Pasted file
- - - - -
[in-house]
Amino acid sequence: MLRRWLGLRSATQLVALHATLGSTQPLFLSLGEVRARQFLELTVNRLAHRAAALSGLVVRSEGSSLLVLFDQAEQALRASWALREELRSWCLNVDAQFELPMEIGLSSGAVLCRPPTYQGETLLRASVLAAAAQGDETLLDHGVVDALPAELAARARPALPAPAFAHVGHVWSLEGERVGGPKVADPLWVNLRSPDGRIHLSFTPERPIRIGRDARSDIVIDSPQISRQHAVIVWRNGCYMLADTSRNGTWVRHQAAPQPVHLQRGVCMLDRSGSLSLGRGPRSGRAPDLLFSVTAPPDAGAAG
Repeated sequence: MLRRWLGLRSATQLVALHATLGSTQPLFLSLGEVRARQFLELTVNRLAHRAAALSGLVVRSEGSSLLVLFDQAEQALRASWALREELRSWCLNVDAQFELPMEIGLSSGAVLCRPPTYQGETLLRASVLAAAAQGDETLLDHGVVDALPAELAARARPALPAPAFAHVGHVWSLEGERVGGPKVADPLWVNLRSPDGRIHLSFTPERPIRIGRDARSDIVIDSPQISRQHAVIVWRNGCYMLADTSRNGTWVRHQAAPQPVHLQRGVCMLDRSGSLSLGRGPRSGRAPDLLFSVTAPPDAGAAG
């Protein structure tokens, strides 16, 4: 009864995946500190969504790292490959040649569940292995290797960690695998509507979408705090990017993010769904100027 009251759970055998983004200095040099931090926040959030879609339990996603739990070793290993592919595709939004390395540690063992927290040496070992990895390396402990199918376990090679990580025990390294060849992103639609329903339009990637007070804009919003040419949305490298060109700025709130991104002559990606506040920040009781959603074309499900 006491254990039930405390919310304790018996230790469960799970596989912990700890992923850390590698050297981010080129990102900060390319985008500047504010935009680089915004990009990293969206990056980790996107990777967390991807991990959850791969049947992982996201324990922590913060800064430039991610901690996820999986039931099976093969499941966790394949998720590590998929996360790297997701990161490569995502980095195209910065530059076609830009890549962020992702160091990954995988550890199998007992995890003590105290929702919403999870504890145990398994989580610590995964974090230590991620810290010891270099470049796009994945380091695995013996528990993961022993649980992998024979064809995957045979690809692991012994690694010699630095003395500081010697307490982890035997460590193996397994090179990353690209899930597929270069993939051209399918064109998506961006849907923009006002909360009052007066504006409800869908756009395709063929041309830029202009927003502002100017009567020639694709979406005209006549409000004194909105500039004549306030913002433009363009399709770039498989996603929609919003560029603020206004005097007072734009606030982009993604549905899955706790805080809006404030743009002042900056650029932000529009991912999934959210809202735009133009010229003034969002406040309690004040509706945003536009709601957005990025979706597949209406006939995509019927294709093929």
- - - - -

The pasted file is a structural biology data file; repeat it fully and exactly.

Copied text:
[in-house]
Amino acid sequence: MLRRWLGLRSATQLVALHATLGSTQPLFLSLGEVRARQFLELTVNRLAHRAAALSGLVVRSEGSSLLVLFDQAEQALRASWALREELRSWCLNVDAQFELPMEIGLSSGAVLCRPPTYQGETLLRASVLAAAAQGDETLLDHGVVDALPAELAARARPALPAPAFAHVGHVWSLEGERVGGPKVADPLWVNLRSPDGRIHLSFTPERPIRIGRDARSDIVIDSPQISRQHAVIVWRNGCYMLADTSRNGTWVRHQAAPQPVHLQRGVCMLDRSGSLSLGRGPRSGRAPDLLFSVTAPPDAGAAG
Repeated sequence: MLRRWLGLRSATQLVALHATLGSTQPLFLSLGEVRARQFLELTVNRLAHRAAALSGLVVRSEGSSLLVLFDQAEQALRASWALREELRSWCLNVDAQFELPMEIGLSSGAVLCRPPTYQGETLLRASVLAAAAQGDETLLDHGVVDALPAELAARARPALPAPAFAHVGHVWSLEGERVGGPKVADPLWVNLRSPDGRIHLSFTPERPIRIGRDARSDIVIDSPQISRQHAVIVWRNGCYMLADTSRNGTWVRHQAAPQPVHLQRGVCMLDRSGSLSLGRGPRSGRAPDLLFSVTAPPDAGAAG
């Protein structure tokens, strides 16, 4: 009864995946500190969504790292490959040649569940292995290797960690695998509507979408705090990017993010769904100027 009251759970055998983004200095040099931090926040959030879609339990996603739990070793290993592919595709939004390395540690063992927290040496070992990895390396402990199918376990090679990580025990390294060849992103639609329903339009990637007070804009919003040419949305490298060109700025709130991104002559990606506040920040009781959603074309499900 006491254990039930405390919310304790018996230790469960799970596989912990700890992923850390590698050297981010080129990102900060390319985008500047504010935009680089915004990009990293969206990056980790996107990777967390991807991990959850791969049947992982996201324990922590913060800064430039991610901690996820999986039931099976093969499941966790394949998720590590998929996360790297997701990161490569995502980095195209910065530059076609830009890549962020992702160091990954995988550890199998007992995890003590105290929702919403999870504890145990398994989580610590995964974090230590991620810290010891270099470049796009994945380091695995013996528990993961022993649980992998024979064809995957045979690809692991012994690694010699630095003395500081010697307490982890035997460590193996397994090179990353690209899930597929270069993939051209399918064109998506961006849907923009006002909360009052007066504006409800869908756009395709063929041309830029202009927003502002100017009567020639694709979406005209006549409000004194909105500039004549306030913002433009363009399709770039498989996603929609919003560029603020206004005097007072734009606030982009993604549905899955706790805080809006404030743009002042900056650029932000529009991912999934959210809202735009133009010229003034969002406040309690004040509706945003536009709601957005990025979706597949209406006939995509019927294709093929």